Great British Menu 2012, Scottish Heat Finals

Great British Menu 2012, Scottish Heat Finals

by Monica Shaw 14 April 2012

Monica Shaw gives us the low-down on the Scottish heat finals. Discover who Friday the 13th was most unlucky for...

Monica Shaw's mission is to enable people to feel awesome, through food, life, work and play.

Monica Shaw's mission is to enable people to feel awesome, through food, life, work and play. She writes regularly about this topic on her blog She is a member of the Guild of Food Writers with writing credits including The Daily Telegraph, Chef Magazine, Food Mag and her book Smarter Fitter Smoothies. She makes a living as a web and social media consultant, working with chefs, restaurants and food brands to help them make sense of the internet and use it to improve their businesses. Learn more at

This year, the premise of Great British Menu is for chefs to create a menu celebrating the Olympic Games that showcases British cooking at its best. And in Friday's episode, the judges really got to the heart of what this is all about: “Olympians stop at nothing…these guys have got to do the same.” That meant ingredients, techniques and technologies that would surprise the judges and create phenomenal dishes.

To that end, if you’ve been watching Great British Menu this week, then you may already be tired of hearing the words “innovative” and “pushing boundaries”. But that’s what the show is all about, and to that end both Alan and Colin put up a pretty good fight from start to finish. With Alan’s steely competitiveness and Colin’s jolly easy-come-easy-go approach, the two made for great television.

The drama began with the starter, in which Alan’s duck terrine with five different textures of pineapple wowed all of the judges.

Meanwhile, Colin’s smoked pigeon breast and heart with nettle foam lacked the “wiz bangery” Mathew Fort would expect of an Olympic dish (at least Prue thought it was “lovely”).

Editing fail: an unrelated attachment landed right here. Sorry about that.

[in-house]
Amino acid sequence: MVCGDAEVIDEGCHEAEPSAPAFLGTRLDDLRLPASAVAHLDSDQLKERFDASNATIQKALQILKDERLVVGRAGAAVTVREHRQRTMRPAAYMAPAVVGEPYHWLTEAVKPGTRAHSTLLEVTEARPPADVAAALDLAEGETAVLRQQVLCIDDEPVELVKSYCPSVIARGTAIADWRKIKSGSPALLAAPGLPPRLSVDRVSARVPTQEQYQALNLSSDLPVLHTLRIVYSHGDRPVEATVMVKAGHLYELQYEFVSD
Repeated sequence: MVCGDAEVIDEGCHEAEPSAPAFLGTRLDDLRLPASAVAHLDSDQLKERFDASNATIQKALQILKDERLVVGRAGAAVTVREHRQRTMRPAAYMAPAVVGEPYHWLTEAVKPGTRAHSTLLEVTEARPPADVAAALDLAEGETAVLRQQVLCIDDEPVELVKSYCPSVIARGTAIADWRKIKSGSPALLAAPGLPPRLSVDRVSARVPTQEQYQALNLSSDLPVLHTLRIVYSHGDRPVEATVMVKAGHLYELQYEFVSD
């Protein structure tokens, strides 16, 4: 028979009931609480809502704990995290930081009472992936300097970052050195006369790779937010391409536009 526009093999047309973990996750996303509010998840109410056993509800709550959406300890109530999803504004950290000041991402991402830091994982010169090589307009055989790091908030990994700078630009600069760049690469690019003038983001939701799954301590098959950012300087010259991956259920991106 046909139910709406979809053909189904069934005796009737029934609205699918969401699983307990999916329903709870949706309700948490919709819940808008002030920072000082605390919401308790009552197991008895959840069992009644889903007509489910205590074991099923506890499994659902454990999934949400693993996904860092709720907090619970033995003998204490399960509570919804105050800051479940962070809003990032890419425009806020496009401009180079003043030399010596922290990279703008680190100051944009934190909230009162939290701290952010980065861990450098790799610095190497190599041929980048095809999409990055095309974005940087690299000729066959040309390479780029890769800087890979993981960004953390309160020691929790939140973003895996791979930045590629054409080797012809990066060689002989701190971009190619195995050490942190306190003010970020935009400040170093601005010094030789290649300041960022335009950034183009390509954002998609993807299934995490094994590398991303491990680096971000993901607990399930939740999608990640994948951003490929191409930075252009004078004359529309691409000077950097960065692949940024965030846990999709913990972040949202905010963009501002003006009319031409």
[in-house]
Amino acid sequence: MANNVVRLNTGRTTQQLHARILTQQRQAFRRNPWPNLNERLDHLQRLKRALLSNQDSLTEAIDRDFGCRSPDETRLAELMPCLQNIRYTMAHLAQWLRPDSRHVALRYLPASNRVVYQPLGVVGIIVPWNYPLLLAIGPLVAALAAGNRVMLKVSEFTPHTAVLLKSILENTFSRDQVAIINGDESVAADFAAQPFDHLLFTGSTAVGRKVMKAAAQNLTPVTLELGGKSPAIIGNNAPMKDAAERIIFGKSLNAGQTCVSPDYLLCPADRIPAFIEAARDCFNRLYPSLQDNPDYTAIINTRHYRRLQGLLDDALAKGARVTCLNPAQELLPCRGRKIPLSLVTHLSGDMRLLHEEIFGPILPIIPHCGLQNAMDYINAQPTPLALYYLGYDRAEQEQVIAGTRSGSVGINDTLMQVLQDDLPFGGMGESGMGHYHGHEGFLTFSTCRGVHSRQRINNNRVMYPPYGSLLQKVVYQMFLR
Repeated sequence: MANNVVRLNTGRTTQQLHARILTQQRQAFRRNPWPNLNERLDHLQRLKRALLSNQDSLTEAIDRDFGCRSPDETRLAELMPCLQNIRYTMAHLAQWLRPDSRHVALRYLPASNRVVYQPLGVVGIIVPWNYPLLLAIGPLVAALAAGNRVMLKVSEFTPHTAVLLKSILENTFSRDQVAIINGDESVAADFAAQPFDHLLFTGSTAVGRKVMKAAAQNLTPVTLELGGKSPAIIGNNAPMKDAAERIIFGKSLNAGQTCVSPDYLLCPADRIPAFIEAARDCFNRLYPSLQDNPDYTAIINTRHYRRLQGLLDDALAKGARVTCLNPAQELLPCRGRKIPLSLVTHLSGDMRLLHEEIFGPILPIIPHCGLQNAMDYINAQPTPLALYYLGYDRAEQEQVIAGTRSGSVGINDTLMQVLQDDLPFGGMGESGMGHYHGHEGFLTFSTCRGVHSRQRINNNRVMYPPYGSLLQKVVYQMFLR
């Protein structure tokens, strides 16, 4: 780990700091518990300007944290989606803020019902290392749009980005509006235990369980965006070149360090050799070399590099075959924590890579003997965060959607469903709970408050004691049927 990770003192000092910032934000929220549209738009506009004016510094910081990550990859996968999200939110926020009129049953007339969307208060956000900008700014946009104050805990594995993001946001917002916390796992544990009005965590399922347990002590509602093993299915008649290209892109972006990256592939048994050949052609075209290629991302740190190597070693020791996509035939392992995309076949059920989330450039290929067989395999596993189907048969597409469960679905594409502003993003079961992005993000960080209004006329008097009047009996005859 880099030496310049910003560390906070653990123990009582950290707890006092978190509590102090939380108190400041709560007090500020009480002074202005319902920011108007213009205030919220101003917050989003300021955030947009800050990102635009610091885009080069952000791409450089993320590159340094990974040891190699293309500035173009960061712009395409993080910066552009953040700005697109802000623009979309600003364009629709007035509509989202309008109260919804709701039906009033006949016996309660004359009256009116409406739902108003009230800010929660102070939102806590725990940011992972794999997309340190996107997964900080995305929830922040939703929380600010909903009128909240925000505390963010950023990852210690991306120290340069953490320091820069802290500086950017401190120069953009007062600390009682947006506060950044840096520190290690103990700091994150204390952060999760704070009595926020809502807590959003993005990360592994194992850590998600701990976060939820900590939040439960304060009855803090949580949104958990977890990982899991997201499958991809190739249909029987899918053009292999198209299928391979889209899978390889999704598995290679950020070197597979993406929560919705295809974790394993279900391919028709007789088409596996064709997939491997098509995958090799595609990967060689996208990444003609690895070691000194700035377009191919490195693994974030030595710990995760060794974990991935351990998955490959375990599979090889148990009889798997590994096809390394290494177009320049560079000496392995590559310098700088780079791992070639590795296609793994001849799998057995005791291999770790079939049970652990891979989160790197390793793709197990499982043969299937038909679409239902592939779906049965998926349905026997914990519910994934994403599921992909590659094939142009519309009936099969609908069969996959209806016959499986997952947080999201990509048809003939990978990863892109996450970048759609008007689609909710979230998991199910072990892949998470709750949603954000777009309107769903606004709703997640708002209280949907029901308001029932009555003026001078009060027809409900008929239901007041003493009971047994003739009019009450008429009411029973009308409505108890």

Both chefs’ fish courses were remarkable. Alan’s grilled mackerel with beetroot meringues and horseradish ice cream was stunning, called “art on a plate” by Prue and “original, clever cooking” by Matthew. Colin’s bowl of poached halibut with squid ink, seaweed and celeriac consommé also received high praise for its use of original ingredients: “this fulfills the brief almost to perfection”, said Matthew.

But things took a turn for the worst with the mains – Alan’s barbecued veal with macaroni cheese, spinach and watercress was too dry, served with sweetbreads that were like a “cone of dryness” according to Oliver Peyton. Similarly, Colin’s loin of lamb with sweetbreads was “conventional to the point of boring.” Oh dear.

Going into the desserts it seemed like anyone’s game. Oliver Peyton was visibly confused by Colin’s beetroot cake with chocolate mousse and fennel ice cream. “I don’t get it.”

At least Alan’s “Going for Gold” with chocolate, caramel, olives and coffee inspired a few laughs, a pudding in the shape of an Olympic gold medal presented on pillows (and by servers in kilts no less).

But in the end, it was a great day for Alan Murchinson – and for Great British Chefs – as his Olympic menu won over Colin’s, two votes to one. And we can’t say we’re surprised – Alan’s Grilled mackerel, beetroot and horseradish ice-cream dish alone was an Olympic medal waiting to happen (“precise, beautiful cooking” said Oliver).

“There’s something quirky and crazy about Alan,” said Prue, and we think this works to his advantage. Well done, Alan for winning the Scottish heat!

Next week, it's the battle of the Central chefs with contenders Aktar Islam, Paul Foster and Great British Chefs' Daniel Clifford You can see the full line up of chefs and judges for the Great British Menu 2012 here.